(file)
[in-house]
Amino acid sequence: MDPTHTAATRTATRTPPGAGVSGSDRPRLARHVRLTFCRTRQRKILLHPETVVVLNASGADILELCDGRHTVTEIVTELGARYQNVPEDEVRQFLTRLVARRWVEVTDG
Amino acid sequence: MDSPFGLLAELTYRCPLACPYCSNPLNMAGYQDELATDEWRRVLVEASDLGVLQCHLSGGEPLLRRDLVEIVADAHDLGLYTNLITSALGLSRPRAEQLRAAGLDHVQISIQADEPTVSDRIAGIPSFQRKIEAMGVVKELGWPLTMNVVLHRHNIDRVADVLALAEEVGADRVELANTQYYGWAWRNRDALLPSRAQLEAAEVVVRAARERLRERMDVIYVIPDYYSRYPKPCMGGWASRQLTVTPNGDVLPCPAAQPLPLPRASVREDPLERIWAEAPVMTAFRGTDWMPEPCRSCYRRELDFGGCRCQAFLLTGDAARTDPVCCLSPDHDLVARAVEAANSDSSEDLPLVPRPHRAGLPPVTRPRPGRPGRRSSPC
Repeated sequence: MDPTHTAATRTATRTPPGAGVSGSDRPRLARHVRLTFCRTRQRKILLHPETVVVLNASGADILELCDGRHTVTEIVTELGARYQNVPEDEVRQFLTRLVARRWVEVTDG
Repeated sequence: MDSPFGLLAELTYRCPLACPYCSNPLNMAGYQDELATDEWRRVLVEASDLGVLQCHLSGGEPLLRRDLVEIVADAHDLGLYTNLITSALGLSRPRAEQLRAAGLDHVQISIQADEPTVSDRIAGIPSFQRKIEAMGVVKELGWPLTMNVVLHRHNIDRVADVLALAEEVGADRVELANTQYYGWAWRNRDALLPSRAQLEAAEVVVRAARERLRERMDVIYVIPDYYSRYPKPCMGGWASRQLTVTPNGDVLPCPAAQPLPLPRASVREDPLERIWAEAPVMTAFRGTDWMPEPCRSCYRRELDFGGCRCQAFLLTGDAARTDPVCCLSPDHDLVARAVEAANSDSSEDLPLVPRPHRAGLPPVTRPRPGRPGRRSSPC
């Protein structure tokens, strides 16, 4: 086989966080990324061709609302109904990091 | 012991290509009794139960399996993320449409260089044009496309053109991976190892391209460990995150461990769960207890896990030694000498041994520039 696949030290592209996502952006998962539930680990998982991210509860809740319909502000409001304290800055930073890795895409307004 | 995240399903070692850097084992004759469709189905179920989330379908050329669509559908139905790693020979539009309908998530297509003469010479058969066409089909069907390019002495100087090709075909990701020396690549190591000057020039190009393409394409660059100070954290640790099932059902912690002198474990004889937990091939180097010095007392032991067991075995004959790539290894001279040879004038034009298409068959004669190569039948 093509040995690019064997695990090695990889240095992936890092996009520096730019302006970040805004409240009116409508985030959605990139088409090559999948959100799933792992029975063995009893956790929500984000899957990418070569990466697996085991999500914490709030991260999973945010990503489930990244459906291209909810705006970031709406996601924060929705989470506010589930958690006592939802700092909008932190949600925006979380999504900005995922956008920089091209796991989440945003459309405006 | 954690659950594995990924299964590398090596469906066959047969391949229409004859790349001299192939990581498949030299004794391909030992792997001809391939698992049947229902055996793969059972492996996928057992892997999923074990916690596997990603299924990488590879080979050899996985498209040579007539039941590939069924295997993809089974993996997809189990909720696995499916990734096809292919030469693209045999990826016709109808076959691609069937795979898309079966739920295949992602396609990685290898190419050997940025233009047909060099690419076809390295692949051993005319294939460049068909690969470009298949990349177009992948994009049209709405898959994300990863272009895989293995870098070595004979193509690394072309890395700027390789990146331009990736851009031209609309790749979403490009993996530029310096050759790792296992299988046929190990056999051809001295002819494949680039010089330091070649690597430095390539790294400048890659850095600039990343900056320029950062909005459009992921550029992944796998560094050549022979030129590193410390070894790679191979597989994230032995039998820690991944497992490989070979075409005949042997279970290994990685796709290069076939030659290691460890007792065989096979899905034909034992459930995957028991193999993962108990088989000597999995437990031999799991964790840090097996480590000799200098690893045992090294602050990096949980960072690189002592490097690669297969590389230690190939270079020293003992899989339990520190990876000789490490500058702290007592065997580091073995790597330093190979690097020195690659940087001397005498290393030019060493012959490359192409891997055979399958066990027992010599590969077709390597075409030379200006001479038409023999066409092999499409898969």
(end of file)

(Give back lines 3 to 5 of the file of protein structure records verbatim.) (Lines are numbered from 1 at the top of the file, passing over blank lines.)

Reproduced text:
Amino acid sequence: MDSPFGLLAELTYRCPLACPYCSNPLNMAGYQDELATDEWRRVLVEASDLGVLQCHLSGGEPLLRRDLVEIVADAHDLGLYTNLITSALGLSRPRAEQLRAAGLDHVQISIQADEPTVSDRIAGIPSFQRKIEAMGVVKELGWPLTMNVVLHRHNIDRVADVLALAEEVGADRVELANTQYYGWAWRNRDALLPSRAQLEAAEVVVRAARERLRERMDVIYVIPDYYSRYPKPCMGGWASRQLTVTPNGDVLPCPAAQPLPLPRASVREDPLERIWAEAPVMTAFRGTDWMPEPCRSCYRRELDFGGCRCQAFLLTGDAARTDPVCCLSPDHDLVARAVEAANSDSSEDLPLVPRPHRAGLPPVTRPRPGRPGRRSSPC
Repeated sequence: MDPTHTAATRTATRTPPGAGVSGSDRPRLARHVRLTFCRTRQRKILLHPETVVVLNASGADILELCDGRHTVTEIVTELGARYQNVPEDEVRQFLTRLVARRWVEVTDG
Repeated sequence: MDSPFGLLAELTYRCPLACPYCSNPLNMAGYQDELATDEWRRVLVEASDLGVLQCHLSGGEPLLRRDLVEIVADAHDLGLYTNLITSALGLSRPRAEQLRAAGLDHVQISIQADEPTVSDRIAGIPSFQRKIEAMGVVKELGWPLTMNVVLHRHNIDRVADVLALAEEVGADRVELANTQYYGWAWRNRDALLPSRAQLEAAEVVVRAARERLRERMDVIYVIPDYYSRYPKPCMGGWASRQLTVTPNGDVLPCPAAQPLPLPRASVREDPLERIWAEAPVMTAFRGTDWMPEPCRSCYRRELDFGGCRCQAFLLTGDAARTDPVCCLSPDHDLVARAVEAANSDSSEDLPLVPRPHRAGLPPVTRPRPGRPGRRSSPC